Illegal guest-house clampdown
Penalties for unlicensed accommodation are too lenient, says lawmaker, who wants fines linked to profits in effort to boost safety and standards
The government is considering increasing the penalty for running an unlicensed guest house and lodging appeals in cases where it deems courts have been too lenient.
The moves are an attempt to stem an increase in the number of illegal guest houses in recent years, which has prompted concerns about safety and standards of accommodation.
Running an unlicensed guest house can result in a fine of up to HK$200,000 and a two-year prison sentence, with an additional HK$20,000 fine for each day the offence continues.
However, in most recent cases offenders have been fined just HK$2,000 to HK$3,000. In 44 prosecutions between July 1 last year and Monday, the heaviest fine imposed was HK$20,000, with two cases involving fines of HK$10,000, figures gathered by tourism sector lawmaker Yiu Si-wing's office show.
Of 161 people convicted of running unlicensed guest houses last year, seven were jailed for a maximum of two months, according to statistics from the Home Affairs Bureau. In one of these cases the sentence was suspended.
At a meeting of the Legislative Council's home affairs panel yesterday, Permanent Secretary for Home Affairs Raymond Young Lap-moon said the bureau would consider adjusting the penalty as it reviewed the Hotel and Guesthouse Accommodation Ordinance.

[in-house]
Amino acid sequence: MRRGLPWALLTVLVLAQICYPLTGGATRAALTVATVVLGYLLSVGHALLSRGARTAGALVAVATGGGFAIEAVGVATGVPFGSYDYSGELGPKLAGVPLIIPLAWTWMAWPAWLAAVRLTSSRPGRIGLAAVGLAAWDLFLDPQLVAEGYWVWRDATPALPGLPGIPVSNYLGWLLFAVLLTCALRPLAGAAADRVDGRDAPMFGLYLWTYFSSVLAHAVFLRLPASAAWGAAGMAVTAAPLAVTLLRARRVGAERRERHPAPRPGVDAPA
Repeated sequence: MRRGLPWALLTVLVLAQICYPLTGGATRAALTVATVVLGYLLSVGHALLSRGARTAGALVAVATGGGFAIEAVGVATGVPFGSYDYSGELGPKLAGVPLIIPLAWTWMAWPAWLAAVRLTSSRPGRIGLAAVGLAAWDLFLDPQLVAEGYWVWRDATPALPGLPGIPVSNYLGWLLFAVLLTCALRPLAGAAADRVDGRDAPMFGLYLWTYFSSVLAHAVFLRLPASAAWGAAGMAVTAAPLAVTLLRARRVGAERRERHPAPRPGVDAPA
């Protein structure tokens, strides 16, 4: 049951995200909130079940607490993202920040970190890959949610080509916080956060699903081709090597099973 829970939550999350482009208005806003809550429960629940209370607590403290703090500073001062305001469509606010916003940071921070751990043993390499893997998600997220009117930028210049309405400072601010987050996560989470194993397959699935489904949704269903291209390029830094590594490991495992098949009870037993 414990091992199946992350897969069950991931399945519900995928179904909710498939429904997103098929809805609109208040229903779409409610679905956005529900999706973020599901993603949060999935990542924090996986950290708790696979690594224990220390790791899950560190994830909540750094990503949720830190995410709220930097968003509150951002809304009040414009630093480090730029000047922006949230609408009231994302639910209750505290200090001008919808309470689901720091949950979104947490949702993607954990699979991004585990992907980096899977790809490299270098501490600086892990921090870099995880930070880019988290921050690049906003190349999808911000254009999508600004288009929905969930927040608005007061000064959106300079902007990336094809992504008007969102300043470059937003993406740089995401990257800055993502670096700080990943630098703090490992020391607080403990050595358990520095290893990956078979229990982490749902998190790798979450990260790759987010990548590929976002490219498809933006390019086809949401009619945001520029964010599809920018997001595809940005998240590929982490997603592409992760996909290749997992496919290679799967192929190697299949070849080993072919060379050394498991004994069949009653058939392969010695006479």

"Prosecution is difficult in the first place … Even in cases when the offenders are finally convicted, they are fined only HK$2,000 or HK$3,000. That's why many of them would breach the law again," he said.
The government would also consider appealing against sentences it deemed too low, Young said.
Yiu agreed the fines were not a sufficient deterrent and suggested they should be set at a multiple of the ill-gotten profits.
Lawmakers at the meeting also criticised the government for licensing guest houses in private buildings, even when guest-house use would breach the building's deed of covenant: the rules binding all owners of units in a building. The concerns were triggered by a fire at Continental Mansions in North Point last month in a building residents said contained several licensed guest houses in breach of the building's deed of covenant.
Young said that by law, the decision to grant a licence hinged only on whether the applicant met safety and hygiene requirements. The Office of the Licensing Authority could not take into account clauses in the deeds. But Young promised the government would inform residents, owners and management companies of such applications in future.
After last month's fire, Tourist Guest Houses Federation chairman Sam Lau said the city had more unlicensed guest houses than licensed ones.